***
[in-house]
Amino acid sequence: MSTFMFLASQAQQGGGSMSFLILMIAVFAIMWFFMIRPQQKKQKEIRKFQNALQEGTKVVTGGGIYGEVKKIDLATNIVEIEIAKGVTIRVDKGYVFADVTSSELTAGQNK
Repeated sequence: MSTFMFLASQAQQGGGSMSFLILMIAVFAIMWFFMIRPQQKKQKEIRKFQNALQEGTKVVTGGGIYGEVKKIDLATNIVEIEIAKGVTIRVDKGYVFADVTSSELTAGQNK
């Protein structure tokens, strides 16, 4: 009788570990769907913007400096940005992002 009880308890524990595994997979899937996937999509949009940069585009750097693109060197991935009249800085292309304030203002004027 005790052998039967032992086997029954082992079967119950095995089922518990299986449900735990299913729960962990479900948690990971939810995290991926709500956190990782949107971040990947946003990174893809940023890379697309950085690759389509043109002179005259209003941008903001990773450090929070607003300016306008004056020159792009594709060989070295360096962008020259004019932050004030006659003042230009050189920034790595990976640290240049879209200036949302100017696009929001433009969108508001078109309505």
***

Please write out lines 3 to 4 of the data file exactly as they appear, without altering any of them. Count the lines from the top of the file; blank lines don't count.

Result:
Repeated sequence: MSTFMFLASQAQQGGGSMSFLILMIAVFAIMWFFMIRPQQKKQKEIRKFQNALQEGTKVVTGGGIYGEVKKIDLATNIVEIEIAKGVTIRVDKGYVFADVTSSELTAGQNK
């Protein structure tokens, strides 16, 4: 009788570990769907913007400096940005992002 009880308890524990595994997979899937996937999509949009940069585009750097693109060197991935009249800085292309304030203002004027 005790052998039967032992086997029954082992079967119950095995089922518990299986449900735990299913729960962990479900948690990971939810995290991926709500956190990782949107971040990947946003990174893809940023890379697309950085690759389509043109002179005259209003941008903001990773450090929070607003300016306008004056020159792009594709060989070295360096962008020259004019932050004030006659003042230009050189920034790595990976640290240049879209200036949302100017696009929001433009969108508001078109309505």